Review Summary: I stood in line and ate my Twinkie, I stood in line I had to wait.4 of 4 thought this review was well written
When concerning any and all things dream pop or shoegaze, few names will arise from the queried soul in their attempt to faithfully answer the dividing do you like hazy shoegazer rock?
inquiry. Even those who have had an intricate relationship with the genre at times have little more to respond with other than: “Yeah My Bloody Valentine is cool”
, or “sure, I love ‘Just Like Honey’ -- wasn’t that from a movie?”
While the music itself, right from the get-go can be very divisive, the slow pace, tone heavy sound with a tendency to drone out, notes bleeding together with vocals forming one giant fluffy wall of fuzz that’s almost as overbearing as it is beautiful -- its not everyone’s cup’o tea.
Even the many who’ve found so much to love between the chest rattling thumps and buzz of The Jesus and Mary Chain’s towering distortion or MBV’s serene soundscapes don’t always think to delve deeper. Unaware of the breadth of quality that lies amongst the vast piles of boring, two-tone bull*** lurking about. Also another misconception being that the genre was strictly crafted and torch held by a small group of British musicians, which not only is a terrible mistake in the sense of musical history, but a detriment to your ears. Because while on one side of the Atlantic, Dream pop was evolving from the frayed distortion of JaMC and fractured pop of the Cocteau Twins into what would later become known as the staple Shoegaze
sound, or in other words -- Loveless.
On the other it was being mixed with local cultural mainstays such as psychedelic rock and jazz, at times, such as with On Fire,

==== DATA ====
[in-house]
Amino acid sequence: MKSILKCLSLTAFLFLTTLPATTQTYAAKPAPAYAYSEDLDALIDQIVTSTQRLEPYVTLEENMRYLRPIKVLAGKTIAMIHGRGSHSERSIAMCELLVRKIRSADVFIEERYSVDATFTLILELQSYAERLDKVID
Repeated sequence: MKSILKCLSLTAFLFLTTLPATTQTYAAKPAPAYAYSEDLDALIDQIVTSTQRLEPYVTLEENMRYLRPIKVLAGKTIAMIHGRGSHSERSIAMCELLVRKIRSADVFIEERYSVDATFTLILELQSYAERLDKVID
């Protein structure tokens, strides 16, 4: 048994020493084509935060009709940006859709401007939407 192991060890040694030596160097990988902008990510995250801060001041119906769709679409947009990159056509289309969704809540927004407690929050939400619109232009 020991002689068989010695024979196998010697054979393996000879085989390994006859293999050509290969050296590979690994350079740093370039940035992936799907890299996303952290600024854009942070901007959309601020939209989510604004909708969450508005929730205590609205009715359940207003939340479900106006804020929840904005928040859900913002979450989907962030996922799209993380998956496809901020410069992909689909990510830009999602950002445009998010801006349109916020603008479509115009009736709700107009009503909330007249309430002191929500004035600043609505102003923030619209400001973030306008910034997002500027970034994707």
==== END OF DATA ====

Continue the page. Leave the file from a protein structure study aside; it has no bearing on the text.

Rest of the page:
to stratospheric success.
In the United States, specifically in the North East, a different brand of dream-pop
was emerging. A style of music that took the tonal touches and slow pacing of its forefather and infused it with easily discernable, yet still very airy vocals, apparent individual notes along with the drone as well as forays into jazz, classic rock and oh yeah; solos
Slowcore it was coined, very fitting considering the pacing with which the music was played, but also the build up. Unlike Shoegaze, where a single tonal motif is generally held through out most of the song, Slowcore bands such as Codeine and The Red House Painters prefer to build the song a-la post rock; slow, meandering beginnings culminating into epic
sendoffs. This style of play not only gave the music itself a refreshing taste yet innately relaxing feel but set the stage for the subsequent twenty years of (insert)gaze aping that’s been more than prevalent over the past decade(s). This direct line between the dreamy pop of yesterday and the raucous nu-gazers of the present exists almost in its purest form here, on Boston slow-rockers Galaxie 500’s sophomore release On Fire
Historical prevalence aside, whatever it may be, On Fire
is not one of those appreciate it for the significance